What full frame UWA lens to get?

fmw

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It is. Even more expensive is the 14 but I never really liked that lens. I wasn't as straight as the 18. I enjoyed the 16 fisheye as well. Barrel distortion to the point of being fun. In the film days I never had a wide angle zoom so I have no experience with them. I have a 12-24 f4 DX zoom for my current system and it is a pretty good performer if you ever use your camera in DX mode. I would imagine the FX equivalent would be another good option.

If I remember right, I think the 18 2.8D was Nikon's first aspherical lens?

I don't know. You could be right. It certainly was one of the company's best wide angle designs. It ranks up there with classics like the 105 f2.5 and 24 f2.8 in terms of performance if not price.
 
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nerwin

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It is. Even more expensive is the 14 but I never really liked that lens. I wasn't as straight as the 18. I enjoyed the 16 fisheye as well. Barrel distortion to the point of being fun. In the film days I never had a wide angle zoom so I have no experience with them. I have a 12-24 f4 DX zoom for my current system and it is a pretty good performer if you ever use your camera in DX mode. I would imagine the FX equivalent would be another good option.

If I remember right, I think the 18 2.8D was Nikon's first aspherical lens?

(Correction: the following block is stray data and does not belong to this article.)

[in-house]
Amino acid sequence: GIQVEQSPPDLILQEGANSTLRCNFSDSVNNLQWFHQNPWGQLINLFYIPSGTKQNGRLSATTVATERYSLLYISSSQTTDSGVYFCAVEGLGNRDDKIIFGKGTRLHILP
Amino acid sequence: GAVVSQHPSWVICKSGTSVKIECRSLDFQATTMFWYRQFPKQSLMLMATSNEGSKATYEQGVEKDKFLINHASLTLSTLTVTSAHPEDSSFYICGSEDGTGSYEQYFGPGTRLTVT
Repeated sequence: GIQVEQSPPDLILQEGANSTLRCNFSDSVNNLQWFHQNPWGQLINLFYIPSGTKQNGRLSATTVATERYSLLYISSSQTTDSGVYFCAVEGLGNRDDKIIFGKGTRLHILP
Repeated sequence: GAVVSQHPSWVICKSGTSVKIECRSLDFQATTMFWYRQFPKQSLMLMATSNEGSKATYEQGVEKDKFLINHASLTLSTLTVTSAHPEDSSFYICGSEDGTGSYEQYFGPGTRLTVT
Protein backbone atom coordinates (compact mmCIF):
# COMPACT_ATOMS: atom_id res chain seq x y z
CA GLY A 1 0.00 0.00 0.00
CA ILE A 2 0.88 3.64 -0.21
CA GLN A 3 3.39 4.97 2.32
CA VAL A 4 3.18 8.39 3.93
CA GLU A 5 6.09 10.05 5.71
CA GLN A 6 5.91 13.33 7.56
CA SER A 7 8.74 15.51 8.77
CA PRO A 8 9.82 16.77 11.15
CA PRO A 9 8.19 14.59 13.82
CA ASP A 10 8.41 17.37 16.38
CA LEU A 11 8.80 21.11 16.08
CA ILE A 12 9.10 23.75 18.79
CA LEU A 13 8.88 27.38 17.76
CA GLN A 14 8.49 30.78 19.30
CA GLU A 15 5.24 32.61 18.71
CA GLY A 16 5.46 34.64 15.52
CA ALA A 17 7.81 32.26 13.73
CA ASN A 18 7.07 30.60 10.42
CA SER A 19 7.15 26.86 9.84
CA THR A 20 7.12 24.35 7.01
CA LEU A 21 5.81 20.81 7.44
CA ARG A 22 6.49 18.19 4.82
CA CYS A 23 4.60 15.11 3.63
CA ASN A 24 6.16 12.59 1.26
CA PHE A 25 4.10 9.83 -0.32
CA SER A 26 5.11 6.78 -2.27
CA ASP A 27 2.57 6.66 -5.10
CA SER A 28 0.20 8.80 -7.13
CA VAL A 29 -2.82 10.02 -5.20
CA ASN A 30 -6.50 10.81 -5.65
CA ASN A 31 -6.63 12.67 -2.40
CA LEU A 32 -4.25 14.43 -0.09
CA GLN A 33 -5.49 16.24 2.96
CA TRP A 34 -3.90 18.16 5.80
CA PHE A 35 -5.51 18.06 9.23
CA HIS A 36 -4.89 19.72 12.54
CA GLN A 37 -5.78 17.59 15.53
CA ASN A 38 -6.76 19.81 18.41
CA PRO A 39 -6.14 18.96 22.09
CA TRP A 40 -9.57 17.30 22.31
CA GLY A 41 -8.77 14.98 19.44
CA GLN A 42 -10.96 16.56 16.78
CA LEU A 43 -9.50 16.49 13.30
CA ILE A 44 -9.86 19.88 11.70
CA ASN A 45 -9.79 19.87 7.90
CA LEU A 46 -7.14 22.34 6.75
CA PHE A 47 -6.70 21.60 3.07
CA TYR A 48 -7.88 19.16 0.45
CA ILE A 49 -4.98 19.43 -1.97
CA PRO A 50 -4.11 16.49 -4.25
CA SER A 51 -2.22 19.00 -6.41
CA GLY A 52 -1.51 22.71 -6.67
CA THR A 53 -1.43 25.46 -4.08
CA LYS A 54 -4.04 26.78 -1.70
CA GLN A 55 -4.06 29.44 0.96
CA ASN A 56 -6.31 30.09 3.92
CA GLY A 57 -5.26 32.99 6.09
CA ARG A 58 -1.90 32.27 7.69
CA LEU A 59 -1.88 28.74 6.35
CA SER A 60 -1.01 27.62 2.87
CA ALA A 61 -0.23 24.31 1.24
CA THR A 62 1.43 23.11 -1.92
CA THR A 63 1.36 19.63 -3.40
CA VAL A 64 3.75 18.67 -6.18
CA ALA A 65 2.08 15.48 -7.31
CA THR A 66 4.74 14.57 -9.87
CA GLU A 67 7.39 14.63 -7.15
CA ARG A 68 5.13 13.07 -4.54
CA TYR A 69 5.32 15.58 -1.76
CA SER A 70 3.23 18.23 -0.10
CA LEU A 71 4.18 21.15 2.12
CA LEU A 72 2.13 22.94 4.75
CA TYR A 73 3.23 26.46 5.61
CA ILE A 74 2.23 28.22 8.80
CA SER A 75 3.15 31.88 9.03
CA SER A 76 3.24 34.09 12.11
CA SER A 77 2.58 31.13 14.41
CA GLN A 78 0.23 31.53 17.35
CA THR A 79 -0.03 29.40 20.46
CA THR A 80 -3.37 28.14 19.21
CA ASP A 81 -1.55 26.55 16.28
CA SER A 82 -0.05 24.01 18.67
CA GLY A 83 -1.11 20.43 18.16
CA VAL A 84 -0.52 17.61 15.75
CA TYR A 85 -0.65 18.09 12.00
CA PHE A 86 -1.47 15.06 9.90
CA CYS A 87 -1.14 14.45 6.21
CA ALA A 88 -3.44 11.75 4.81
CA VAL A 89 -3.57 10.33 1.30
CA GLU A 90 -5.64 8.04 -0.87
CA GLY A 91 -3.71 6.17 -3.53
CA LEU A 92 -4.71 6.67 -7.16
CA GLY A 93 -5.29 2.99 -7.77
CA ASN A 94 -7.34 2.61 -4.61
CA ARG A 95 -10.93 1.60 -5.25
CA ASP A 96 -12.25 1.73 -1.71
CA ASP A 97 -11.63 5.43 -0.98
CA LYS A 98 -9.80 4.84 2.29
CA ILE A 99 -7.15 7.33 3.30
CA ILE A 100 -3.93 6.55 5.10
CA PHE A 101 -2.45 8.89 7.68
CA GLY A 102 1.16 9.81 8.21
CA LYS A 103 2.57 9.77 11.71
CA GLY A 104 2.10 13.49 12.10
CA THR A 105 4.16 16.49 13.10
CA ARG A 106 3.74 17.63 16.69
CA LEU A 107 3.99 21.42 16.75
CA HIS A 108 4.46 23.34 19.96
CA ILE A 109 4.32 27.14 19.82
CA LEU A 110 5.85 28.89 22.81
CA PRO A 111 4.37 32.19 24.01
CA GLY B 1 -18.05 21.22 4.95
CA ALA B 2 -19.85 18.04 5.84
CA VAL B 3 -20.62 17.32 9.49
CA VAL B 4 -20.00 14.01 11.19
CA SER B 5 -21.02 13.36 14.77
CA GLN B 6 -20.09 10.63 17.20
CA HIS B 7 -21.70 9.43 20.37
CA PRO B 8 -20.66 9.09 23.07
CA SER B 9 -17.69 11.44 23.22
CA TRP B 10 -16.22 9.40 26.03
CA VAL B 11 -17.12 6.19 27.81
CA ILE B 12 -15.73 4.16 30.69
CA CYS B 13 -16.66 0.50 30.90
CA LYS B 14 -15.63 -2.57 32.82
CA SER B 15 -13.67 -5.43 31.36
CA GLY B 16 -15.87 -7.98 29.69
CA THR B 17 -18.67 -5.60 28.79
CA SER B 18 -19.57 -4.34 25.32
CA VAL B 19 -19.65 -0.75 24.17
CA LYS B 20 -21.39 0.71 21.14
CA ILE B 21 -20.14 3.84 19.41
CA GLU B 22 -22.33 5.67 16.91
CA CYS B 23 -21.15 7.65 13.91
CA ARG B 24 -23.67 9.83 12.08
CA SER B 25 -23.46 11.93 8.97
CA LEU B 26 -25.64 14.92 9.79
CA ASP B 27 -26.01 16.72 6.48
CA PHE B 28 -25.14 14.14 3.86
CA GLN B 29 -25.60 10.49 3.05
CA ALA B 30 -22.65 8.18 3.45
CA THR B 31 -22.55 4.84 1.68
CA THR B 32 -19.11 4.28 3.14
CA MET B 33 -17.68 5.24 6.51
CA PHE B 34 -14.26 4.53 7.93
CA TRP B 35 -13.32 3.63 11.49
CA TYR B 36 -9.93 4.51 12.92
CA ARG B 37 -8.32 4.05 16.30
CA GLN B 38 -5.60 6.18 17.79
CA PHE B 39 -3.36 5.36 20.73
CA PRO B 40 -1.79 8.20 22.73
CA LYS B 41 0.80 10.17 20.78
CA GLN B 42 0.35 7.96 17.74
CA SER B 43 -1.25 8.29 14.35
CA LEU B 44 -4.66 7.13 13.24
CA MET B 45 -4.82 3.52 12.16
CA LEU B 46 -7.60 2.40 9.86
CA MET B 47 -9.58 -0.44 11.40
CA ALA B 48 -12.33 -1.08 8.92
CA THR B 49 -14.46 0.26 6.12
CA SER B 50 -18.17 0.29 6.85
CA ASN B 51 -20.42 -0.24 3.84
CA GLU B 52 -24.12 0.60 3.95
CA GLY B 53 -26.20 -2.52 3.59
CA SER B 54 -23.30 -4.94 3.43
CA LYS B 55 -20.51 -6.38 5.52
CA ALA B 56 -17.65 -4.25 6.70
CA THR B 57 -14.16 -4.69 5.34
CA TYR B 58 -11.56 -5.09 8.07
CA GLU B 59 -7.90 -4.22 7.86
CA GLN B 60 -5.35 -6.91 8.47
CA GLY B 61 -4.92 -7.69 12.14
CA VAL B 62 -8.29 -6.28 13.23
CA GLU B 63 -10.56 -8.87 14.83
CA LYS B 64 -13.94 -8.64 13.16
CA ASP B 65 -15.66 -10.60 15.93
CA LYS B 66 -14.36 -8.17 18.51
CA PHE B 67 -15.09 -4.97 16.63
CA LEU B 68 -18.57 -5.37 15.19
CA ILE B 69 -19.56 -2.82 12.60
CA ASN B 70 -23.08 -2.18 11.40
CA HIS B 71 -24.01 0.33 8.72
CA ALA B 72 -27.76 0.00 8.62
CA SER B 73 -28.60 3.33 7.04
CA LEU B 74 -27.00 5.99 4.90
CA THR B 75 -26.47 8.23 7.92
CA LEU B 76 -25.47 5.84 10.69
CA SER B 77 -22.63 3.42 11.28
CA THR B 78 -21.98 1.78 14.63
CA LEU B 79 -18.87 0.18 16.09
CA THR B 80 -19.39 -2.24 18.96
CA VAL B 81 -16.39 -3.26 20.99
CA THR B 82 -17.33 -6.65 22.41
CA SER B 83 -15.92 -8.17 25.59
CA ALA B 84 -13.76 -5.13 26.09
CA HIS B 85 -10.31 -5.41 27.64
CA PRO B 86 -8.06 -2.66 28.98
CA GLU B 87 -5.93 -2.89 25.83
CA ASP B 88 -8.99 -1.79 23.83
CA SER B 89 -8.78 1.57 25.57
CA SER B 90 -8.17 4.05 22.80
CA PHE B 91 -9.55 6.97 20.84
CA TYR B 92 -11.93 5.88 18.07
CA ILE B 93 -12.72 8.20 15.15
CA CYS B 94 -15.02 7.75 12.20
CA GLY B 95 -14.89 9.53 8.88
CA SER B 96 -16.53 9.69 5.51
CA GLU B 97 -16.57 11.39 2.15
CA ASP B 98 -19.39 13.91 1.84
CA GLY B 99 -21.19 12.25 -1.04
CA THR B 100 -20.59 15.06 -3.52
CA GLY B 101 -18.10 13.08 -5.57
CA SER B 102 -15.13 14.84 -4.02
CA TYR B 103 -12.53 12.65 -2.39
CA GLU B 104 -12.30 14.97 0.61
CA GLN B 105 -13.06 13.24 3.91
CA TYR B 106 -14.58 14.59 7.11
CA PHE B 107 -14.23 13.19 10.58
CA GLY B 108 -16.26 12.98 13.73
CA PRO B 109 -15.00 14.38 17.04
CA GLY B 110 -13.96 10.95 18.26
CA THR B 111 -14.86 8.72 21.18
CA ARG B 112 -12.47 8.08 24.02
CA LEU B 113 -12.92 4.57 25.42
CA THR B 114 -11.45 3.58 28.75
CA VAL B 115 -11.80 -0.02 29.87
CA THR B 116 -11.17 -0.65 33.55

I don't know. You could be right. It certainly was one of the company's best wide angle designs. It ranks up there with classics like the 105 f2.5 and 24 f2.8 in terms of performance if not price.

I also think the 105 2.5 is Nikon's best lens design which made it into today's lenses. I always wanted to get the 105 2.5. I hear so many great things about it. Its a classic lens, but performs like a modern lens. can't beat that. Lol
 

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TOKINA-VIVITAR AUTO 35/2.8

Because who doesn't love circular saw bokeh?
 
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fmw

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You may surprised to know that there isn't all that much difference between single focal length lenses designed over the past 1/2 century in terms of performance. We have faster ones today and zoom lenses are a whole lot better thanks to computer lens design. Have you seen images made with some of the Leitz lenses designed in the 1930's? They are amazing even with color which wasn't even available when they were designed. The Hasselblad lenses of the 1960's are also amazing. The zooms of that era, however, are truly awful. My only Nikkor zoom lens in the film era was the 43-86 f3.5. It was designed in the computer era but was truly awful. Compare it to my modern 17-55 f2.8 DX zoom. Night and day. Lots of advances in zoom lens design. Lots.
 

ruifo

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Something I wrote sometime ago that might be useful for your analysis:
Review: Nikkor AF-S 18-35mm f/3.5-4.5G ED (excellent UWA FX lens)

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I've been using this lens for a few months now, mainly on a D810, and I believe it's one of these lenses that deserve extra reviews and attention. So here goes a brief review, of this excellent UWA lens option.